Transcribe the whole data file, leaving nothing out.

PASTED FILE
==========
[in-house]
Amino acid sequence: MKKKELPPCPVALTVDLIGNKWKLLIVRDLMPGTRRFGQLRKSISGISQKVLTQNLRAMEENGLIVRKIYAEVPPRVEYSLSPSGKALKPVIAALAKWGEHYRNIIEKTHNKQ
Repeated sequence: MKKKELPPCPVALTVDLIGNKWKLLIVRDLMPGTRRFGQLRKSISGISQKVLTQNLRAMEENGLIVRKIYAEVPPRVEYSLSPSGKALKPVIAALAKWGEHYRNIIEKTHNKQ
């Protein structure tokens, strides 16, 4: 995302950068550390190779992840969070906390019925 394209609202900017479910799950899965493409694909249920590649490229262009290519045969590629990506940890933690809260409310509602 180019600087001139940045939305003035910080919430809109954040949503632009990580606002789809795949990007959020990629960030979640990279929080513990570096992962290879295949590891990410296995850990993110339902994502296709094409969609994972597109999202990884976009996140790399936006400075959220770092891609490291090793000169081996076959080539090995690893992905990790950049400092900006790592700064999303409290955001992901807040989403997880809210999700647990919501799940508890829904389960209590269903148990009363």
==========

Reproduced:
[in-house]
Amino acid sequence: MKKKELPPCPVALTVDLIGNKWKLLIVRDLMPGTRRFGQLRKSISGISQKVLTQNLRAMEENGLIVRKIYAEVPPRVEYSLSPSGKALKPVIAALAKWGEHYRNIIEKTHNKQ
Repeated sequence: MKKKELPPCPVALTVDLIGNKWKLLIVRDLMPGTRRFGQLRKSISGISQKVLTQNLRAMEENGLIVRKIYAEVPPRVEYSLSPSGKALKPVIAALAKWGEHYRNIIEKTHNKQ
């Protein structure tokens, strides 16, 4: 995302950068550390190779992840969070906390019925 394209609202900017479910799950899965493409694909249920590649490229262009290519045969590629990506940890933690809260409310509602 180019600087001139940045939305003035910080919430809109954040949503632009990580606002789809795949990007959020990629960030979640990279929080513990570096992962290879295949590891990410296995850990993110339902994502296709094409969609994972597109999202990884976009996140790399936006400075959220770092891609490291090793000169081996076959080539090995690893992905990790950049400092900006790592700064999303409290955001992901807040989403997880809210999700647990919501799940508890829904389960209590269903148990009363």